Board examination results have lost their credibility in India. Students themselves laugh about their marks and say that they cannot fathom how these marks have been computed. A couple of years ago I had written an article on this subject, that was titled “Galloping inflation: 99 going on 100”. This year we have reached 100 — and it practically rained 100s! Does this mean that our students have been raising their academic standards exponentially over the years? The students themselves will answer this question with a resounding “no”. But do we ever learn? In 2015, social scientist Dipankar Gupta wrote a piece with the telling headline: “Inflated grades, deflated education”.
When grade inflation became a concern in the United States, someone remarked facetiously: “If gasoline prices are up and unemployment is up, why shouldn’t students’ grades be a little inflated”? But this trend is not a joke. Unfortunately, instead of trying to identify the root cause of this upward spiral, superficial remedies are being recommended. The debate over grades, marks and points is definitely over — high marks are here to stay. Theoretically it is possible to get 100 in every subject. At this rate, the average percentage of next year’s “topper” should be 100. Anyway, it surprises some people that year after year only one candidate (the topper) earns a particular average among thousands and thousands of examinees. But most people agree that with the proliferation of marks above 95, it has become next to impossible to distinguish between excellence and mediocrity. The generosity shown in this manner does not really help matters. Grace marks are now being discouraged and when awarded this will be indicated in the marksheet. Moreover, “moderation” is being done away with. But it has been seen in other countries that these steps do not really produce any lasting results. The marks curve creeps upward again for many reasons.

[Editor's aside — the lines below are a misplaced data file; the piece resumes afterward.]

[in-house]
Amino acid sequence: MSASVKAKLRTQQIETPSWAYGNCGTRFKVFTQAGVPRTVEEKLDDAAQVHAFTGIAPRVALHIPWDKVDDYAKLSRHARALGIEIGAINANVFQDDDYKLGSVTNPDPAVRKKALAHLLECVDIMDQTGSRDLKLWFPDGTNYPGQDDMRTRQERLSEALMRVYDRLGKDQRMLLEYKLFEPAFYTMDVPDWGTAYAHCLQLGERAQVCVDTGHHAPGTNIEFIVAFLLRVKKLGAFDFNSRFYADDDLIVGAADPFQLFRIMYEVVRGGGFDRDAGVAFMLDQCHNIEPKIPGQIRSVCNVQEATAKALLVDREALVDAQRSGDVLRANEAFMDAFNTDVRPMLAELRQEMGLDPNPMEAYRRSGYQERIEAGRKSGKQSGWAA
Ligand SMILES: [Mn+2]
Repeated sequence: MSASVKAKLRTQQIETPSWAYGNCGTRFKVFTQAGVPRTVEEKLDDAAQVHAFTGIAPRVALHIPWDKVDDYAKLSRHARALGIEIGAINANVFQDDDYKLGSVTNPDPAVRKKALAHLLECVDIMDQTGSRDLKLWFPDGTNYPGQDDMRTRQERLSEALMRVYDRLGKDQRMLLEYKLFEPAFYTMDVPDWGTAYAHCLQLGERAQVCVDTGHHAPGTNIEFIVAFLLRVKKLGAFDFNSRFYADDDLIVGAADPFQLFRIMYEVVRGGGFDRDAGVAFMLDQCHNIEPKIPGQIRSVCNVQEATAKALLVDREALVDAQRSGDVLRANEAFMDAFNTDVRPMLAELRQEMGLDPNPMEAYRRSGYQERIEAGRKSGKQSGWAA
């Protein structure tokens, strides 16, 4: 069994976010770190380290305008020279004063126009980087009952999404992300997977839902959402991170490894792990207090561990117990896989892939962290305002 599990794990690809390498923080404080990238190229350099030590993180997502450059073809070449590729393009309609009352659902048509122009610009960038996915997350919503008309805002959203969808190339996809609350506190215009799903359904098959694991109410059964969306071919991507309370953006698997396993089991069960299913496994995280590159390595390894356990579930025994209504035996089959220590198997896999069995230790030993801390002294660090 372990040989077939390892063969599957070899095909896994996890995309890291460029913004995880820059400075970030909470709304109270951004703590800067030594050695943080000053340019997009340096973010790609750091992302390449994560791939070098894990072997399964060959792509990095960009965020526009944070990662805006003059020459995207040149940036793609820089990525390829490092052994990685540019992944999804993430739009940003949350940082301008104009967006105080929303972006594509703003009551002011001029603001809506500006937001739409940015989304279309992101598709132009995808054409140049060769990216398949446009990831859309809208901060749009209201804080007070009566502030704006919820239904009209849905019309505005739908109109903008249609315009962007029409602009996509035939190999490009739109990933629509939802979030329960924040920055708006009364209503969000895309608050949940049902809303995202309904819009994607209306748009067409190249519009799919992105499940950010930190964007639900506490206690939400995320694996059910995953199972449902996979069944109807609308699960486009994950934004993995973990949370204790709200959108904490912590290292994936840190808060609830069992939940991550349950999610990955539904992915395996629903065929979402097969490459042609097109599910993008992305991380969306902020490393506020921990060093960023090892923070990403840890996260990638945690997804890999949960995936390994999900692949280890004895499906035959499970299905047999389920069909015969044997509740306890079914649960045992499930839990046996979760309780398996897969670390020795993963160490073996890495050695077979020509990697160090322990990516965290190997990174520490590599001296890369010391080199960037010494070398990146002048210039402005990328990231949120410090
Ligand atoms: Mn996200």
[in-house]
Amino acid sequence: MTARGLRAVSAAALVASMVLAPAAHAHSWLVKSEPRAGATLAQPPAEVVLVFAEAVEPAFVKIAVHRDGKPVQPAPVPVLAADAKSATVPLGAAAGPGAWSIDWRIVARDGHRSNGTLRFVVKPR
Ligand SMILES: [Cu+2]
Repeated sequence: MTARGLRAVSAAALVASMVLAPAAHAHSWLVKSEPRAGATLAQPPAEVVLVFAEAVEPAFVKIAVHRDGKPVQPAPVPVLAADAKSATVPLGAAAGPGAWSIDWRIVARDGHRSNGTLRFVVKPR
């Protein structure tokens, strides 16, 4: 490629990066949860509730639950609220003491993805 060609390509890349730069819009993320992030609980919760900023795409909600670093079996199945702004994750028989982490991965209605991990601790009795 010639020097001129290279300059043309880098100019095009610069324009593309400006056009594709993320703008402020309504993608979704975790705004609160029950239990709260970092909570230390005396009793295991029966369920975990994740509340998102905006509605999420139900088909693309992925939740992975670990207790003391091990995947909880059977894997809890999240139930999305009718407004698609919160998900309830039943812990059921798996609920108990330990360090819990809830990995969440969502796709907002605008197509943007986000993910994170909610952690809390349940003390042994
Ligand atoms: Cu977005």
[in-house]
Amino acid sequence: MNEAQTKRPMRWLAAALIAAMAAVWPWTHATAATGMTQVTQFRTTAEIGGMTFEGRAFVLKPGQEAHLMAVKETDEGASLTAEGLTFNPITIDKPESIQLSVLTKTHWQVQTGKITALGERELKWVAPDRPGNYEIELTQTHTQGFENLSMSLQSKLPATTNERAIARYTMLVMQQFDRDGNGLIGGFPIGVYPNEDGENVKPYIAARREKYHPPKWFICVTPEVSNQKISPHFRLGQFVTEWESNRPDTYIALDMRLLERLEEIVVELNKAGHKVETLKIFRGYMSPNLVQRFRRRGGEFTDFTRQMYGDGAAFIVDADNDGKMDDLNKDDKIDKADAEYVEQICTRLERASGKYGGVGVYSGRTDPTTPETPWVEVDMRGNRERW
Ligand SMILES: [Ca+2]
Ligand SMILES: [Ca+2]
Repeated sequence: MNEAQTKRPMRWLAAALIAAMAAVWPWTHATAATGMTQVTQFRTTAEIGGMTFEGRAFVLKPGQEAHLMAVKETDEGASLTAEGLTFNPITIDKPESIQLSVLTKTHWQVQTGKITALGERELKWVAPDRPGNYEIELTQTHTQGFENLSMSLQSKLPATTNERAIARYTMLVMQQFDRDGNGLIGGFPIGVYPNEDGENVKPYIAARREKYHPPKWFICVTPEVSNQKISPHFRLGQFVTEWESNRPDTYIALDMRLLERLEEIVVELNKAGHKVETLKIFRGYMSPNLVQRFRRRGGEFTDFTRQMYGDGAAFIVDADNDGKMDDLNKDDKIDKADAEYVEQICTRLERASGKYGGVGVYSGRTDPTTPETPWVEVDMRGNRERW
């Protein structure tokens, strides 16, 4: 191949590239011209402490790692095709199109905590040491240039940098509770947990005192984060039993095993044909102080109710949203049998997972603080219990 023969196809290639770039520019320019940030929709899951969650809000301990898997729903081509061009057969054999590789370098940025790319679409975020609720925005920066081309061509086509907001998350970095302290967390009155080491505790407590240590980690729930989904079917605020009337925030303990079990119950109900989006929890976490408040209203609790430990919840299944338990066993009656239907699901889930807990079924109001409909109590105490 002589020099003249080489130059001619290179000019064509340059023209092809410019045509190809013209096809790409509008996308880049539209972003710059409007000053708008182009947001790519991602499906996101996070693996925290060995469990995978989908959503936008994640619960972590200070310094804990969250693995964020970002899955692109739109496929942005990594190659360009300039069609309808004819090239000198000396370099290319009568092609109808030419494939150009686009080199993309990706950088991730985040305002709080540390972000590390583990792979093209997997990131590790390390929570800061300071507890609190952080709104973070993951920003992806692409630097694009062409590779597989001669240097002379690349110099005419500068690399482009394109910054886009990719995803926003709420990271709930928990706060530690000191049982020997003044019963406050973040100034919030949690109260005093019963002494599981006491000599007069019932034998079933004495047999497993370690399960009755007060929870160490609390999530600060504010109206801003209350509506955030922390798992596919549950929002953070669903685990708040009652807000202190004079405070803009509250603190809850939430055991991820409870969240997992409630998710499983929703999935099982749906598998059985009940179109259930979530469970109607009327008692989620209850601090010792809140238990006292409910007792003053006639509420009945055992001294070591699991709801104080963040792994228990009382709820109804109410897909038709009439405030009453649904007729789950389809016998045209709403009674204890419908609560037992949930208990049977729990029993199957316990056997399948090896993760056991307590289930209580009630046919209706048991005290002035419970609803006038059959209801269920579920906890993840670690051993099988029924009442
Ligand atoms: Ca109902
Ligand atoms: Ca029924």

When everyone performs “brilliantly”, the college admissions process becomes exceedingly daunting. At the higher secondary level, many schools admit students provisionally before the board results are out. Students are selected on the basis of their school reports, a written test and an interview. In fact, it has been found that school reports are often a truer reflection of the student’s academic worth. Besides, they indicate the student’s academic performance over the years in contrast to the scores of a single examination. But now I hear that the school authorities are instructing their teachers to hike up the marks they had originally awarded “as these students should not be at a disadvantage when they apply to reputed institutions”. These practices are neither ethical, nor do they help students to improve their academic performance.